Scotland is a country, part of the United Kingdom. Sharing a border with England to the southeast, Scotland is otherwise surrounded by the Atlantic Ocean to the north and west, by the North Sea to the northeast and by the Irish Sea to the south. In addition to the mainland, situated on the northern third of the island of Great Britain, Scotland has over 790 islands, including the Northern Isles and the Hebrides; the Kingdom of Scotland emerged as an independent sovereign state in the Early Middle Ages and continued to exist until 1707. By inheritance in 1603, James VI, King of Scots, became King of England and King of Ireland, thus forming a personal union of the three kingdoms. Scotland subsequently entered into a political union with the Kingdom of England on 1 May 1707 to create the new Kingdom of Great Britain; the union created a new Parliament of Great Britain, which succeeded both the Parliament of Scotland and the Parliament of England. In 1801, the Kingdom of Great Britain and Kingdom of Ireland enacted a political union to create a United Kingdom.
The majority of Ireland subsequently seceded from the UK in 1922. Within Scotland, the monarchy of the United Kingdom has continued to use a variety of styles and other royal symbols of statehood specific to the pre-union Kingdom of Scotland; the legal system within Scotland has remained separate from those of England and Wales and Northern Ireland. The continued existence of legal, educational and other institutions distinct from those in the remainder of the UK have all contributed to the continuation of Scottish culture and national identity since the 1707 union with England; the Scottish Parliament, a unicameral legislature comprising 129 members, was established in 1999 and has authority over those areas of domestic policy which have been devolved by the United Kingdom Parliament. The head of the Scottish Government, the executive of the devolved legislature, is the First Minister of Scotland. Scotland is represented in the UK House of Commons by 59 MPs and in the European Parliament by 6 MEPs.
Scotland is a member of the British–Irish Council, sends five members of the Scottish Parliament to the British–Irish Parliamentary Assembly. Scotland is divided into councils. Glasgow City is the largest subdivision in Scotland in terms of population, with Highland being the largest in terms of area. "Scotland" comes from the Latin name for the Gaels. From the ninth century, the meaning of Scotia shifted to designate Gaelic Scotland and by the eleventh century the name was being used to refer to the core territory of the Kingdom of Alba in what is now east-central Scotland; the use of the words Scots and Scotland to encompass most of what is now Scotland became common in the Late Middle Ages, as the Kingdom of Alba expanded and came to encompass various peoples of diverse origins. Repeated glaciations, which covered the entire land mass of modern Scotland, destroyed any traces of human habitation that may have existed before the Mesolithic period, it is believed the first post-glacial groups of hunter-gatherers arrived in Scotland around 12,800 years ago, as the ice sheet retreated after the last glaciation.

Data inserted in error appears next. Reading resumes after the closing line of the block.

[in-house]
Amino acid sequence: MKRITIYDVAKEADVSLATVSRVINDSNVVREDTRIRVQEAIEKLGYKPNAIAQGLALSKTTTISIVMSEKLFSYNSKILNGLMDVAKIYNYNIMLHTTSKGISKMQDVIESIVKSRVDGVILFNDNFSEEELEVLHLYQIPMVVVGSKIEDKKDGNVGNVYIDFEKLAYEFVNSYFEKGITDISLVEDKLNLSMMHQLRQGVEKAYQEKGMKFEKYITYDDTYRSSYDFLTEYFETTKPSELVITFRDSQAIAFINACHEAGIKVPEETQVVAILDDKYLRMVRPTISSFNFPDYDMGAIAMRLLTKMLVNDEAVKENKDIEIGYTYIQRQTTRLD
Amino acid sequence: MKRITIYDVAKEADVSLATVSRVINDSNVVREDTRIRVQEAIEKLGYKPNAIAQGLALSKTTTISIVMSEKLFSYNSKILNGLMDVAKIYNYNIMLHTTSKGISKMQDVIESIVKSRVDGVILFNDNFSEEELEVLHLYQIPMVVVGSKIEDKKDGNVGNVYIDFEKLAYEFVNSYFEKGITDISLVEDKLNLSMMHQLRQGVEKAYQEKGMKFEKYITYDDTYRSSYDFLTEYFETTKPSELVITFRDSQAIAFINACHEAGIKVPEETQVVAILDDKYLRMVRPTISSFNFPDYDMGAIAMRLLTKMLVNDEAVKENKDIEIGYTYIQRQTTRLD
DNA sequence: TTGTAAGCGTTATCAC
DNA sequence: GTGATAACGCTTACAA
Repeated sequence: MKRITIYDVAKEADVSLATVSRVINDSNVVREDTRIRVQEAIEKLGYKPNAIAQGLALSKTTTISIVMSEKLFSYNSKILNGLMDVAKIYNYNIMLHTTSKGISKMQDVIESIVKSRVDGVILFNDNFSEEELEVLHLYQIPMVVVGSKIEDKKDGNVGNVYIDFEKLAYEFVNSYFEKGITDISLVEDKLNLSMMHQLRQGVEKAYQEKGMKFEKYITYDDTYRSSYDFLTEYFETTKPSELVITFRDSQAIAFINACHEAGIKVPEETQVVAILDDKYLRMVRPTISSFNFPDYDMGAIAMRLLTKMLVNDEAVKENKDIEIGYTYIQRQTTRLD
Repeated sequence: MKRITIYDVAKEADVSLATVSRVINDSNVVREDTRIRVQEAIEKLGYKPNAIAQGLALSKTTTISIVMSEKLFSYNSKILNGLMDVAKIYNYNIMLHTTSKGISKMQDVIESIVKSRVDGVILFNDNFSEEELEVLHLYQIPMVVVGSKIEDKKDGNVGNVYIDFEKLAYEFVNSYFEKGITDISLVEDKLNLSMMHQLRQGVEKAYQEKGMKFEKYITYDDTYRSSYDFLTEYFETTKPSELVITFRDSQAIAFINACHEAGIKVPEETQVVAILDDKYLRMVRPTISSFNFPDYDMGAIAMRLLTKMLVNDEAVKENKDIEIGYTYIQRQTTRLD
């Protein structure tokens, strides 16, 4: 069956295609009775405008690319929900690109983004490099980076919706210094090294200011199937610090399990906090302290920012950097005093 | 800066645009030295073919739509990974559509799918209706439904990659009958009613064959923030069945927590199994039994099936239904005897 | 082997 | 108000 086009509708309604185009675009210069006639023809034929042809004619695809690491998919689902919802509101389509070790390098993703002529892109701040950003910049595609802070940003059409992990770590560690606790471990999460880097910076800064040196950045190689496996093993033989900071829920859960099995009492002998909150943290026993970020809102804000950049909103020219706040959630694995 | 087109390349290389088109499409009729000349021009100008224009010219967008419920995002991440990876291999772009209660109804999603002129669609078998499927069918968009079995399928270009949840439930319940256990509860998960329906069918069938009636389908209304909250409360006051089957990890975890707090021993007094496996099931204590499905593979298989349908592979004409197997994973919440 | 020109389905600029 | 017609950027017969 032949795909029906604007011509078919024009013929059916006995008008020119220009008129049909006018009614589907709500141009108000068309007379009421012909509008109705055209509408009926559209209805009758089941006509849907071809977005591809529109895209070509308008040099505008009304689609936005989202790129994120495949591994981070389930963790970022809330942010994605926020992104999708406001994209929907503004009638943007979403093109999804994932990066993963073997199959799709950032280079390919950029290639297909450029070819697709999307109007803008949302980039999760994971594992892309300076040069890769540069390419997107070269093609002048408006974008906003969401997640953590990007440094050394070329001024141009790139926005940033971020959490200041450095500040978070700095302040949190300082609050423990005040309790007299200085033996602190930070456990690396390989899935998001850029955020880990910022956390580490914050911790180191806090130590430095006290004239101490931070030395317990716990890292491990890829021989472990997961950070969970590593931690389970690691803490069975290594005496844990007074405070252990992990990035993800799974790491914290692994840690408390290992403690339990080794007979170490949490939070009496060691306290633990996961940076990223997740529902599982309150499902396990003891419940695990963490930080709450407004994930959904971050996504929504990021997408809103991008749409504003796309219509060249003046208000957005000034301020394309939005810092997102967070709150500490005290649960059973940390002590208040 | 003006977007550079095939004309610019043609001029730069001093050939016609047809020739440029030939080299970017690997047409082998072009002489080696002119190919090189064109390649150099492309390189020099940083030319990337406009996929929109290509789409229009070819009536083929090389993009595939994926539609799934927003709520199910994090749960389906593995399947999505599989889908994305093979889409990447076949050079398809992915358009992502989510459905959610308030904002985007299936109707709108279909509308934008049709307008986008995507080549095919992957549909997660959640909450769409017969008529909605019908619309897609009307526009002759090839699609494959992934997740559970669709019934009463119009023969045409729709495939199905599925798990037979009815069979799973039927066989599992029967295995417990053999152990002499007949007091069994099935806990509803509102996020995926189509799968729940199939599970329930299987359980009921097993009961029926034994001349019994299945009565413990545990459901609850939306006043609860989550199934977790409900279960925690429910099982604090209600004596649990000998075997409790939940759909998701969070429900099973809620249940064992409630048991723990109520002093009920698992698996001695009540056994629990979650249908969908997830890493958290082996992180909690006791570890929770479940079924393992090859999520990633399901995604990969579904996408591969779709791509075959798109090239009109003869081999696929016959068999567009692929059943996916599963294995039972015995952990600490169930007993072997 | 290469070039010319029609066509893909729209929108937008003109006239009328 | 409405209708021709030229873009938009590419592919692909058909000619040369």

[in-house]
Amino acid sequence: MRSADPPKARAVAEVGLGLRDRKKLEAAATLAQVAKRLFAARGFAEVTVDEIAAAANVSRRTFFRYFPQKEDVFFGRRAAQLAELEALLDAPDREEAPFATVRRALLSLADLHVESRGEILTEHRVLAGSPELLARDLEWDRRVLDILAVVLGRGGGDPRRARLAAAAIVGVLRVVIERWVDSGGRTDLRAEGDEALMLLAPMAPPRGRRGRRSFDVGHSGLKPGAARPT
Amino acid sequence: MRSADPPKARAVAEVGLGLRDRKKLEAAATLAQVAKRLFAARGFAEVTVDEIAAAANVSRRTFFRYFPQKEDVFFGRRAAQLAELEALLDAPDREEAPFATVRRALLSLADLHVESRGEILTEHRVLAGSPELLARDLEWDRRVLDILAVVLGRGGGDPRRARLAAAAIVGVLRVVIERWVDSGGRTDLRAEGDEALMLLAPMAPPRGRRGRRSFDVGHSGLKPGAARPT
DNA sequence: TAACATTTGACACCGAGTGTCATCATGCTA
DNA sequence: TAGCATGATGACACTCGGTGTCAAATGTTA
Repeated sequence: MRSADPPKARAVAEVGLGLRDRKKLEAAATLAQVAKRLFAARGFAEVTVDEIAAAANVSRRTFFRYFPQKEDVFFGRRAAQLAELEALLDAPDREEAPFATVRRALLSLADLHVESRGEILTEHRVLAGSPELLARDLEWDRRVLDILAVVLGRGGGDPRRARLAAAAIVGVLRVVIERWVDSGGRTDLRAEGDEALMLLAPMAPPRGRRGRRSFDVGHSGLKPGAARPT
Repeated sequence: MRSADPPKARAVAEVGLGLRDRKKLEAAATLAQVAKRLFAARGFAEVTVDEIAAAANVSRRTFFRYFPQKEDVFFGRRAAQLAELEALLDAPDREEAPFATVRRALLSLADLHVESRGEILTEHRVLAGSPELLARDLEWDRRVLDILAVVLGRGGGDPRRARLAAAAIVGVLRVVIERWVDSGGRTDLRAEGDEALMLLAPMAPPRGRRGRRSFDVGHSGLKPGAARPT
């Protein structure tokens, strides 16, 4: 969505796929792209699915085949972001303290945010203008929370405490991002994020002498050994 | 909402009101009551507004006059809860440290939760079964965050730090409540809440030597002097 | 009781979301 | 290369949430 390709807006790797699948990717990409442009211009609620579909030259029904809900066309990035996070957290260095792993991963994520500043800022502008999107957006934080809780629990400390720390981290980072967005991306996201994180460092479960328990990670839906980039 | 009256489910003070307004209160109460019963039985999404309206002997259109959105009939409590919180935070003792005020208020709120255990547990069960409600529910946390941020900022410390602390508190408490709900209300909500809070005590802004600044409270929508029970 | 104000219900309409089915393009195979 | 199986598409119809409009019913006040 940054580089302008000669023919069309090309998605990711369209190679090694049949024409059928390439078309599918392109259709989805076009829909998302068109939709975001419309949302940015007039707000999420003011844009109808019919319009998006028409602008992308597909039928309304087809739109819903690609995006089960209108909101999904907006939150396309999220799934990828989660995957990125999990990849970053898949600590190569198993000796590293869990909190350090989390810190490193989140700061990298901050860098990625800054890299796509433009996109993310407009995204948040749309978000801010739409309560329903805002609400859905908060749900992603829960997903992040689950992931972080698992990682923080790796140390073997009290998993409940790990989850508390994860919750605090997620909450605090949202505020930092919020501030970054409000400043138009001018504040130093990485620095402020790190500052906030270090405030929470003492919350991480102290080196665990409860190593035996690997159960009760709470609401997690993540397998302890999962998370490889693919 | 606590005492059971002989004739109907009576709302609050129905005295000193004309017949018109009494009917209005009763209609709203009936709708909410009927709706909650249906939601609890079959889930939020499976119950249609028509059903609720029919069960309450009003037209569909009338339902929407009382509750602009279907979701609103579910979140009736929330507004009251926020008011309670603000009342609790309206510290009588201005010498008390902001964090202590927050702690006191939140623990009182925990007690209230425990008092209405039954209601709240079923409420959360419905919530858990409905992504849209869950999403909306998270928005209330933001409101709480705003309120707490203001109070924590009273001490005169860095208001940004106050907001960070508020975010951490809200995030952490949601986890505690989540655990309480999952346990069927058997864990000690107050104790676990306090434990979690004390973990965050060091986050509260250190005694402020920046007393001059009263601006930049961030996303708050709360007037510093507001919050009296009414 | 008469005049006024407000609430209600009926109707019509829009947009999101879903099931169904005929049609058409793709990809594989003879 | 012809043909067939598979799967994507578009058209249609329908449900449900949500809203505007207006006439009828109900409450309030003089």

At the time, Scotland was covered in forests, had more bog-land, the main form of transport was by water. These settlers began building the first known permanent houses on Scottish soil around 9,500 years ago, the first villages around 6,000 years ago; the well-preserved village of Skara Brae on the mainland of Orkney dates from this period. Neolithic habitation and ritual sites are common and well preserved in the Northern Isles and Western Isles, where a lack of trees led to most structures being built of local stone. Evidence of sophisticated pre-Christian belief systems is demonstrated by sites such as the Callanish Stones on Lewis and the Maes Howe on Orkney, which were built in the third millennium BCE; the first written reference to Scotland was in 320 BC by Greek sailor Pytheas, who called the northern tip of Britain "Orcas", the source of the name of the Orkney islands. During the first millennium BCE, the society changed to a chiefdom model, as consolidation of settlement led to the concentration of wealth and underground stores of surplus food.
The first Roman incursion into Scotland occurred in 79 AD. After the Roman victory, Roman forts were set along the Gask Ridge close to the Highland line, but by three years after the battle, the Roman armies had withdrawn to the Southern Uplands; the Romans erected Hadrian's Wall in northern England and the Limes Britannicus became the northern border of the Roman Empire. The Roman influence on the southern part of the country was considerable, they introduced Christianity to Scotland. Beginning in the sixth century, the area, now Scotland was divided into three areas: Pictland, a patchwork of small lordships in central Scotland; these societies were based on the family unit and had sharp divisions in wealth, although the vast majority were poor and worked full-time in subsistence agriculture. The Picts kept slaves through the ninth century. Gaelic influence over Pictland and Northumbria was facilitated by the large number of Gaelic-speaking clerics working as missionaries. Operating in the sixth ce